Mount Butters is the furthest north of the good rock climbing in the Battle Range. First climbed in 1914, from Butters Lake via the east glacier and ridge.
The route that looks most interesting for alpinists is the 1958 Stanford Route by DeStaebler-Harlin-Hemming-Kendall, up the north ridge. History buffs may recognize that among these names are the first Yosemite trained Americans to actually impress the Europeans with their tick-list.
Fred Beckey, Steve Drake, and Ronald Van Horsen climbed the west face and south ridges from a (presumed) chopper landing at the col south of Butters; Pequod Pass. They also climbed on the north side of Moby Dick from camp at the pass.
The shortest way may be to hike up Butters Creek from the end of the Duncan Road. Peakfinder seems to indicate that the road was washed out dozens of kilometers south. But it looks good near the termination at the border of Glacier National Park. If the road is passable, then it is just a gorgeous brush-fight for 8 clicks to Butters Lake. Might be prudent to have either two cars or bikes to get out in case the break-line loving porcupines eat you car. Satellite phone country for sure. And chicken wire to encircle your vehicle.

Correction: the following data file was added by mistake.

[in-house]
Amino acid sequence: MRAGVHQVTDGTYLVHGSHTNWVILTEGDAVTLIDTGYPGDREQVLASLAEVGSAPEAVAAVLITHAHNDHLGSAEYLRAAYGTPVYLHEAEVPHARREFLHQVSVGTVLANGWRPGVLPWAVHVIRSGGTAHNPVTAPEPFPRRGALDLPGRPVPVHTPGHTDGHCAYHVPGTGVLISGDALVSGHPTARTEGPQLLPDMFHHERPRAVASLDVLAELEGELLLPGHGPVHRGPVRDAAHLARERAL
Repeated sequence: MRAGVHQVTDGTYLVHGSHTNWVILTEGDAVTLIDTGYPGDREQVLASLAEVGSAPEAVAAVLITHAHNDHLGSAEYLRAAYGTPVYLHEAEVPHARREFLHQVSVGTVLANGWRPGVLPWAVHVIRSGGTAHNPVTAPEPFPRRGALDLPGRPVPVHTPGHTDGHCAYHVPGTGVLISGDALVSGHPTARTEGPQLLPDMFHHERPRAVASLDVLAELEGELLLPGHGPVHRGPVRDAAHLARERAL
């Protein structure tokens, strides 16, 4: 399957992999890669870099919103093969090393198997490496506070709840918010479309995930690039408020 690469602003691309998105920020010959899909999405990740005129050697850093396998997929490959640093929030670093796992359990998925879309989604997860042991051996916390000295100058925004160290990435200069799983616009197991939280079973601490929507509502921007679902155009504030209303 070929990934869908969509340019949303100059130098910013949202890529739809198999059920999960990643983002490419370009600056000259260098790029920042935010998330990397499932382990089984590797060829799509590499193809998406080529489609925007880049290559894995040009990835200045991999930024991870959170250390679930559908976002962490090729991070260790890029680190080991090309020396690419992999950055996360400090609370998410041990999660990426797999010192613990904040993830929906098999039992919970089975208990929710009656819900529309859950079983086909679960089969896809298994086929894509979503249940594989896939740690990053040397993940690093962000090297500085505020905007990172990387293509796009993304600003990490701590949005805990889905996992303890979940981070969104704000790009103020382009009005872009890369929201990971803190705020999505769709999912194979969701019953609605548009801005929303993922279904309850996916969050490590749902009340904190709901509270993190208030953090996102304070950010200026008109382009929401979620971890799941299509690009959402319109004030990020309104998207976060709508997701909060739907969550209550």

For those who prefer to ski, the Selkirk half of the Bugaboo to Rogers Pass route has been used. This approach does not require dropping into the forests of the Duncan River Trench. It does require several days to reach a base camp for Mount Butters from Rogers Pass.
ROUTE DESCRIPTIONInformation for this route description was referenced by Putnam to the 1958 Stanford Alpine Journal.This expedition used the Canadian Pacific Railroad to get to Stony Creek, below Rogers Pass. Then they hiked 30 miles to the Beaver Glacier, where they climbed out of the Duncan Trench. A high route was taken to get to a base camp (map). I didn't mark a route up the Beaver Glacier because it is not used regularly. The ascent...[more]Browse More Classics in International